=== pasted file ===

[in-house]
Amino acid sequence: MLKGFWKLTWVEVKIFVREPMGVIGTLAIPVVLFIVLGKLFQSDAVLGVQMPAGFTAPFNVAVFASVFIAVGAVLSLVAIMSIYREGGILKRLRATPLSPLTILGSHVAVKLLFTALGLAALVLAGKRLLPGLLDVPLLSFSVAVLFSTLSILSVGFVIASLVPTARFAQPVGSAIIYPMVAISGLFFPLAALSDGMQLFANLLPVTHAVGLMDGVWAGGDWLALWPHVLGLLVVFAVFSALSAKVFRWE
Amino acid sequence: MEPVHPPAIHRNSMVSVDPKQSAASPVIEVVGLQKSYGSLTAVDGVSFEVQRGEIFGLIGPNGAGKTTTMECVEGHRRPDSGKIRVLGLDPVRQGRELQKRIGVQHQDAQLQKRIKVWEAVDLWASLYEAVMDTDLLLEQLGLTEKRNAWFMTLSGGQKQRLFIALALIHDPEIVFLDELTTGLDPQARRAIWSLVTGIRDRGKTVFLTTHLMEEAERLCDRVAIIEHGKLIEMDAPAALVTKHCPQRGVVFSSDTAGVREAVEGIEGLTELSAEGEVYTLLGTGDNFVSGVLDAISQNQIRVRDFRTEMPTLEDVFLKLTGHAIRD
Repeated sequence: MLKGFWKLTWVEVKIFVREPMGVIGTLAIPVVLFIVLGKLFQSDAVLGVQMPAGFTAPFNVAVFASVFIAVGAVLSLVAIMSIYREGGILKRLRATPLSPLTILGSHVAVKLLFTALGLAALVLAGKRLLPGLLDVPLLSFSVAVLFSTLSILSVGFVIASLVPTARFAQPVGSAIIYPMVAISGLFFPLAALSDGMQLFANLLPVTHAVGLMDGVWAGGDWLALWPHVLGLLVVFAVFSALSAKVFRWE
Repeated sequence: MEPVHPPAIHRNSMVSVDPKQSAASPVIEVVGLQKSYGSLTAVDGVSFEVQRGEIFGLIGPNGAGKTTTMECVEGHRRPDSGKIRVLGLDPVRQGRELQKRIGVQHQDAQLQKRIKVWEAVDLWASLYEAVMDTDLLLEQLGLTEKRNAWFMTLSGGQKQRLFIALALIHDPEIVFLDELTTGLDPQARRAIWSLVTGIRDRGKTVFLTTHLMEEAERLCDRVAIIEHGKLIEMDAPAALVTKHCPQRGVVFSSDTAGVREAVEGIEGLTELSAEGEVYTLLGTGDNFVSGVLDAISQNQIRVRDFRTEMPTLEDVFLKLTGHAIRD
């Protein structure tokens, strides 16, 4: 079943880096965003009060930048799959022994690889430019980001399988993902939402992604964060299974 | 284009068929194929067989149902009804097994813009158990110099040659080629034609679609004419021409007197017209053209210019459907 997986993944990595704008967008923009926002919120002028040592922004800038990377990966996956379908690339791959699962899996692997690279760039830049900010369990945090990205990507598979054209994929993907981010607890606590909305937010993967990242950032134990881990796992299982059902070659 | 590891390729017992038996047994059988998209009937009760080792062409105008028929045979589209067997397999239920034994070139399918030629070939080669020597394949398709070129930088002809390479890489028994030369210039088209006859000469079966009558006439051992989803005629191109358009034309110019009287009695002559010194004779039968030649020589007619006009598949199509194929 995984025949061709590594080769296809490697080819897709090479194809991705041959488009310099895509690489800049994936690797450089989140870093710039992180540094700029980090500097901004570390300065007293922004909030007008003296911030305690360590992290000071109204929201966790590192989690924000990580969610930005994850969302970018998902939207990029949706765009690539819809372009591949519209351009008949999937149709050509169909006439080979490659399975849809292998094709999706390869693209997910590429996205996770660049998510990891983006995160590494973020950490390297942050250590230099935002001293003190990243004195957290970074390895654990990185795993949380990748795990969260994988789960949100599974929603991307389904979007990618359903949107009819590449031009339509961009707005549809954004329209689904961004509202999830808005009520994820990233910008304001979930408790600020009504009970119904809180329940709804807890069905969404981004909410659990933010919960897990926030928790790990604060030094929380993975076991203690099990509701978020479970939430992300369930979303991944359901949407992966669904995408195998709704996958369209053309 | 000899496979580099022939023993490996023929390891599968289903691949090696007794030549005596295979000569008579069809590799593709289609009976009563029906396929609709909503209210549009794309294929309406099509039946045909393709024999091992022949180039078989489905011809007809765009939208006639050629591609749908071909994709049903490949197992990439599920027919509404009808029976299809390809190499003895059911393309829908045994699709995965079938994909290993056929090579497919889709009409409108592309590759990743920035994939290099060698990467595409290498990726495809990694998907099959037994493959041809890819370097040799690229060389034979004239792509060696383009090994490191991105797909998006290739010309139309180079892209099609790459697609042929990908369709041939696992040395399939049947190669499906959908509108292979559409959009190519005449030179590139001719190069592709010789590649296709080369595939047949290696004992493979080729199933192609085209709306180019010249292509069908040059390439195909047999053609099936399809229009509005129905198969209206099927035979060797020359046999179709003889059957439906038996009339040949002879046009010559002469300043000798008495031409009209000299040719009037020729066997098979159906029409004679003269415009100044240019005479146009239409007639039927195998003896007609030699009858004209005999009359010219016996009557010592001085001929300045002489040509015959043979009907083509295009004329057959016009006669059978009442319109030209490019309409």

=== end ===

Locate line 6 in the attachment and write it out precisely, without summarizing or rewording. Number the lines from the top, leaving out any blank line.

């Protein structure tokens, strides 16, 4: 079943880096965003009060930048799959022994690889430019980001399988993902939402992604964060299974 | 284009068929194929067989149902009804097994813009158990110099040659080629034609679609004419021409007197017209053209210019459907 997986993944990595704008967008923009926002919120002028040592922004800038990377990966996956379908690339791959699962899996692997690279760039830049900010369990945090990205990507598979054209994929993907981010607890606590909305937010993967990242950032134990881990796992299982059902070659 | 590891390729017992038996047994059988998209009937009760080792062409105008028929045979589209067997397999239920034994070139399918030629070939080669020597394949398709070129930088002809390479890489028994030369210039088209006859000469079966009558006439051992989803005629191109358009034309110019009287009695002559010194004779039968030649020589007619006009598949199509194929 995984025949061709590594080769296809490697080819897709090479194809991705041959488009310099895509690489800049994936690797450089989140870093710039992180540094700029980090500097901004570390300065007293922004909030007008003296911030305690360590992290000071109204929201966790590192989690924000990580969610930005994850969302970018998902939207990029949706765009690539819809372009591949519209351009008949999937149709050509169909006439080979490659399975849809292998094709999706390869693209997910590429996205996770660049998510990891983006995160590494973020950490390297942050250590230099935002001293003190990243004195957290970074390895654990990185795993949380990748795990969260994988789960949100599974929603991307389904979007990618359903949107009819590449031009339509961009707005549809954004329209689904961004509202999830808005009520994820990233910008304001979930408790600020009504009970119904809180329940709804807890069905969404981004909410659990933010919960897990926030928790790990604060030094929380993975076991203690099990509701978020479970939430992300369930979303991944359901949407992966669904995408195998709704996958369209053309 | 000899496979580099022939023993490996023929390891599968289903691949090696007794030549005596295979000569008579069809590799593709289609009976009563029906396929609709909503209210549009794309294929309406099509039946045909393709024999091992022949180039078989489905011809007809765009939208006639050629591609749908071909994709049903490949197992990439599920027919509404009808029976299809390809190499003895059911393309829908045994699709995965079938994909290993056929090579497919889709009409409108592309590759990743920035994939290099060698990467595409290498990726495809990694998907099959037994493959041809890819370097040799690229060389034979004239792509060696383009090994490191991105797909998006290739010309139309180079892209099609790459697609042929990908369709041939696992040395399939049947190669499906959908509108292979559409959009190519005449030179590139001719190069592709010789590649296709080369595939047949290696004992493979080729199933192609085209709306180019010249292509069908040059390439195909047999053609099936399809229009509005129905198969209206099927035979060797020359046999179709003889059957439906038996009339040949002879046009010559002469300043000798008495031409009209000299040719009037020729066997098979159906029409004679003269415009100044240019005479146009239409007639039927195998003896007609030699009858004209005999009359010219016996009557010592001085001929300045002489040509015959043979009907083509295009004329057959016009006669059978009442319109030209490019309409």